The instant fulfilment model isn’t recommended for the businesses with an unstable or unpredictable demand as it puts a lot of pressure as the company’s reputation depends on it. Hence, the final call should be taken based on the consumer needs, wants, and expectations and the company’s ability to fulfil the same.
Singular vs Multiple services
The on demand economy witnesses both single and multi-niche companies. Even though single niche companies like Uber and Lyft have witnessed great funding and growth in the previous years, there has been a recent rise of several multi-niche on demand companies like urban clap which provides on demand local services like home cleaning, beauty, lessons and hobbies, etc.
Even though a brand can be easily built by focusing on a single niche, multi-niche on demand model can result in more profits. Nevertheless, the choice of the niche(s) should be based on the present and future market demands and predictions and the availability of resources.
Marketplace vs Aggregator
This is one of the most important aspects of the on demand business model strategy. An aggregator is the one who provides the services under its own brand name, fixes the prices, and takes the guarantee of the quality provided.
A marketplace is just a platform where the buyers meet sellers. There can be many sellers selling the same service for different prices on the marketplace and the buyer has to rely on his own discretion while selecting the seller.
Both of the business models have their own pros and cons. While aggregator business model gives you control over your deliverables even though they are provided by the partners, the marketplace model involves less pressure of quality and price setting and you get your commission anyway.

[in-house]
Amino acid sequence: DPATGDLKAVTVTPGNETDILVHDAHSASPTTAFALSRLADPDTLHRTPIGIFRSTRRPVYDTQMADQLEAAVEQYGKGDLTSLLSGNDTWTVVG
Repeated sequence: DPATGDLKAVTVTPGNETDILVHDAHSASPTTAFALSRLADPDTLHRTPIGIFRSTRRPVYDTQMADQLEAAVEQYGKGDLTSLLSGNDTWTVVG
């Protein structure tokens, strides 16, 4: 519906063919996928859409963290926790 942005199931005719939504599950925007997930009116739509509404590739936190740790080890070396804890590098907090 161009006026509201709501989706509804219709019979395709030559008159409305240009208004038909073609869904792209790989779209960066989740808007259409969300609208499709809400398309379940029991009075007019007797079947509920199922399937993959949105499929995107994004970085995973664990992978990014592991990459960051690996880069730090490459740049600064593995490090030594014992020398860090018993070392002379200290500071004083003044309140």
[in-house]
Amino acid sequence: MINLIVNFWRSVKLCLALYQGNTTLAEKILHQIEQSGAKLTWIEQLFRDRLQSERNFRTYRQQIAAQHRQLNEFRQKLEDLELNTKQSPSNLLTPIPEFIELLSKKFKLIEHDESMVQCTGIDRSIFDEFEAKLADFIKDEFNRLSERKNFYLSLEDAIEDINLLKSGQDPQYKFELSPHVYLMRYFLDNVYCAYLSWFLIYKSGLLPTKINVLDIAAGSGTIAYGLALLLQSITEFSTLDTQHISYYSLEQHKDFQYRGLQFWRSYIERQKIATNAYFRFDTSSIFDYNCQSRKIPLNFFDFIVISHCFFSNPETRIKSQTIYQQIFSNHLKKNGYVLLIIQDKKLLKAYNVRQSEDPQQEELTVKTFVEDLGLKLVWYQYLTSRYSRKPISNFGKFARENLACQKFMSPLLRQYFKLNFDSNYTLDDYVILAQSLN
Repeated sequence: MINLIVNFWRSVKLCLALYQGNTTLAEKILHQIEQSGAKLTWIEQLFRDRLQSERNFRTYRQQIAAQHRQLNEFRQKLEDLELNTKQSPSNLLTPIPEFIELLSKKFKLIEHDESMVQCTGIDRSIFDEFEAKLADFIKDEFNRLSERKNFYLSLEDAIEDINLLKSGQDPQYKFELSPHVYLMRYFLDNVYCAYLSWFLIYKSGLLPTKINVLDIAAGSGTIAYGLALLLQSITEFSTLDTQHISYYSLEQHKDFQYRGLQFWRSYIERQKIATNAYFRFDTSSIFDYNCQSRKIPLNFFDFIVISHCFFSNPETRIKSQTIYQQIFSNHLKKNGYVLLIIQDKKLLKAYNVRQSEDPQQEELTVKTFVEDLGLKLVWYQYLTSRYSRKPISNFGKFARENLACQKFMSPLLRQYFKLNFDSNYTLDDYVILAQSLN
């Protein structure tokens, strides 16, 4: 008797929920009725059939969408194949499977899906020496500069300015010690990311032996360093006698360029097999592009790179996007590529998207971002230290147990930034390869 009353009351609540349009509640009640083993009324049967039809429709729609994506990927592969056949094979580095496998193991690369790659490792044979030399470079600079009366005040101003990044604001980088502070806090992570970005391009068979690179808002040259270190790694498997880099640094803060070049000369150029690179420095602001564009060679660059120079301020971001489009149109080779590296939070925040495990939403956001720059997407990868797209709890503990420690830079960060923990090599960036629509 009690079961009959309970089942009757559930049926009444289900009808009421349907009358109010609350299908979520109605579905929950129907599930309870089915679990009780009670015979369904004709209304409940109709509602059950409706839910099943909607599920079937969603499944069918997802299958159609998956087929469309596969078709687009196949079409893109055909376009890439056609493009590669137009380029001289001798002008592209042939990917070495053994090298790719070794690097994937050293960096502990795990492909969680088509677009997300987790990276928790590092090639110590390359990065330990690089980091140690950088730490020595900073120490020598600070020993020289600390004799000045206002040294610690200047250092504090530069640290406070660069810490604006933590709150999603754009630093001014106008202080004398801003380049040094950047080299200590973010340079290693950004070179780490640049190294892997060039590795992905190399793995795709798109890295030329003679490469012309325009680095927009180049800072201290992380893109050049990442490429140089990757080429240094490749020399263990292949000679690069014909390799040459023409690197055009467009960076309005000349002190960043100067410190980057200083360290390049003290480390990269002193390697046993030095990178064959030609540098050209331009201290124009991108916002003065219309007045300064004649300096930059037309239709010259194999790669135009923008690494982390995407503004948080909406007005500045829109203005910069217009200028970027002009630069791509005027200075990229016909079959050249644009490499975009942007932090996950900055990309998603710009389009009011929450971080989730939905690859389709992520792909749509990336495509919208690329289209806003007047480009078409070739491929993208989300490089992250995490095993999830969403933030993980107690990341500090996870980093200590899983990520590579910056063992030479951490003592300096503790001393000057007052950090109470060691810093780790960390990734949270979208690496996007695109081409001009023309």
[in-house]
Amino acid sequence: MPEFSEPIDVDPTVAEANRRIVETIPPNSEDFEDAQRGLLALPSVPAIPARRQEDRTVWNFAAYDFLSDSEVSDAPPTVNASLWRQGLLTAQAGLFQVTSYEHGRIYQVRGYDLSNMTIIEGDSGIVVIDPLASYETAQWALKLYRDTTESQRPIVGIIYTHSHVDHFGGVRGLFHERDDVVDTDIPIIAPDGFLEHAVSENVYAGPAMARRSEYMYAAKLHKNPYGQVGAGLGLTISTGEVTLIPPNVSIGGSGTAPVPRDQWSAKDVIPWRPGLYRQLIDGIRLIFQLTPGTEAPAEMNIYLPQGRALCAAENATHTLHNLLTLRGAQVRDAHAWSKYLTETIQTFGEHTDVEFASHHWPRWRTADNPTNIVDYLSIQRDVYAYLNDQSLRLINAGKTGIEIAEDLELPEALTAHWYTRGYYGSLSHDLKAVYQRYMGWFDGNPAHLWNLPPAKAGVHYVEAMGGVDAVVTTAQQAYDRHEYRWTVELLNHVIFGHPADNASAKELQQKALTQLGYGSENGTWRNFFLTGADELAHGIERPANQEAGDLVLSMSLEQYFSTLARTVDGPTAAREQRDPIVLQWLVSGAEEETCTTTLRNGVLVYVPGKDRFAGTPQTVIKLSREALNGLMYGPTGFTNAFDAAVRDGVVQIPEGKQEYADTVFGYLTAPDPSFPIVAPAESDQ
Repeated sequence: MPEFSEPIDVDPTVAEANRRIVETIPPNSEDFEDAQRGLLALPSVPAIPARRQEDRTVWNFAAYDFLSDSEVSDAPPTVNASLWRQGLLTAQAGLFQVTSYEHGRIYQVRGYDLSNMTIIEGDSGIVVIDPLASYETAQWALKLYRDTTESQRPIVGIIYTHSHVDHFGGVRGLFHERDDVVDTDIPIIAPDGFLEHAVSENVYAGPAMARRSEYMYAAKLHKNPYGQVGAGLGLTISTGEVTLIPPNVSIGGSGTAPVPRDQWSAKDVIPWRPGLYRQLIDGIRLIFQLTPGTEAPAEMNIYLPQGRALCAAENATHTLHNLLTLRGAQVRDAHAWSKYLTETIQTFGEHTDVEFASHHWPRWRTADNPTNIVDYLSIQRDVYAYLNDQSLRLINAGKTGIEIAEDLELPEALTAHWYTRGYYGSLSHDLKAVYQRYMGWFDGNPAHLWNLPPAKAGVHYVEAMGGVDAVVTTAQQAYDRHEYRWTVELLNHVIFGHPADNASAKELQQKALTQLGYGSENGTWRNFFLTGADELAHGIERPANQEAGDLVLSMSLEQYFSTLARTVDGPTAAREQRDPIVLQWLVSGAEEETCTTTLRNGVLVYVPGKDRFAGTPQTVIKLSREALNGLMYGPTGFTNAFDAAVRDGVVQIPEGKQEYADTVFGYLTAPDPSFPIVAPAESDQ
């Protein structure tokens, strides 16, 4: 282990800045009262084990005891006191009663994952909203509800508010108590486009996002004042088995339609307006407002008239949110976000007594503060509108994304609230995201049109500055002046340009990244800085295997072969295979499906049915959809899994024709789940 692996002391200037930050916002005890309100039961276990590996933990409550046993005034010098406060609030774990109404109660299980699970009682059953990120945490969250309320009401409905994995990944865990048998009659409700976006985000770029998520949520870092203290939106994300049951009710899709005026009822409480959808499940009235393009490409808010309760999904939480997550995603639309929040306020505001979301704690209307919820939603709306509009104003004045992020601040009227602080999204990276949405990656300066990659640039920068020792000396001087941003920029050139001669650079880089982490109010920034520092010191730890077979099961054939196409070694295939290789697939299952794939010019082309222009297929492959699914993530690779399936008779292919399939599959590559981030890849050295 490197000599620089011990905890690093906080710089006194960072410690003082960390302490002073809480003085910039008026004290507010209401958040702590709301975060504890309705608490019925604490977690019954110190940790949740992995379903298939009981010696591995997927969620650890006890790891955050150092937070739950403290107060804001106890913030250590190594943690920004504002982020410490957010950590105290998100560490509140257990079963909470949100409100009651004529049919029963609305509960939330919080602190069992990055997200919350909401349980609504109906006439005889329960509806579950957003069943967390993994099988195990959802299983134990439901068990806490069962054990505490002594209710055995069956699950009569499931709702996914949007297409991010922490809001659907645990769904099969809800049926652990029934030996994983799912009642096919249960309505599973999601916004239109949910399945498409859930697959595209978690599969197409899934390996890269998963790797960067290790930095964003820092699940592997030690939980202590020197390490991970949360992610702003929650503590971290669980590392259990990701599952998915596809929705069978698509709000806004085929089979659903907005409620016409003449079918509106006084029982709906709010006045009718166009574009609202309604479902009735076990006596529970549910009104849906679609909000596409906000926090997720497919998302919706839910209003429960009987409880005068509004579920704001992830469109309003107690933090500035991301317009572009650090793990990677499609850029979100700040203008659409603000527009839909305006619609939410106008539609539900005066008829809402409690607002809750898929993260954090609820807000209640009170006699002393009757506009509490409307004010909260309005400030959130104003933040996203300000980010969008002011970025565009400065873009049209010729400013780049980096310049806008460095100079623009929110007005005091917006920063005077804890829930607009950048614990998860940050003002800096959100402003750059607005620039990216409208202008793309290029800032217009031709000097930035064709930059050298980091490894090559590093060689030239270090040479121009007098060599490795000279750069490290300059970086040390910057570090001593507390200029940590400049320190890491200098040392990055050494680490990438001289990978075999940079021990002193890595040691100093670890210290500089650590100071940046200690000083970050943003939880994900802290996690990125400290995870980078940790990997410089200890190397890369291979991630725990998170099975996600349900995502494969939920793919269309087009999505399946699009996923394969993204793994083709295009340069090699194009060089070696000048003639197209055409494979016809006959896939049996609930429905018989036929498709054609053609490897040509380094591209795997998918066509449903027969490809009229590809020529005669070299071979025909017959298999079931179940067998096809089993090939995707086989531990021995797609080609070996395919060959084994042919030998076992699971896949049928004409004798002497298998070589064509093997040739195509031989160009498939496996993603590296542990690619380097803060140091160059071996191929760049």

The on demand revenue models can be divided into two types:
Commission based revenue model
A commission based revenue model is the most prevalent revenue model as the revenue is earned simultaneously by the company and the partners. This model involves charging of commission whenever a customer is referred to the partners through the brand’s platform. A perfect example of this revenue model is Uber.
Take-up rate based revenue model
The take-up rate based revenue model involves pre-buying or pre-renting the product/service and selling it at a profitable rate to the end consumer. This strategy is followed by the Indian on-demand hotel rooms provider – OYO Rooms which books a hotel rooms inventory, maintains it, and provide it to the end consumers at a take-up rate.
Go On, Tell Us What You Think!
Did we miss something? Come on! Tell us what you think about our article on on demand economy in the comments section.
A startup consultant, dreamer, traveller, and philomath. Aashish has worked with over a 50 startups and successfully helped them ideate, raise money, and succeed. When not working, he can be found hiking, camping, and stargazing.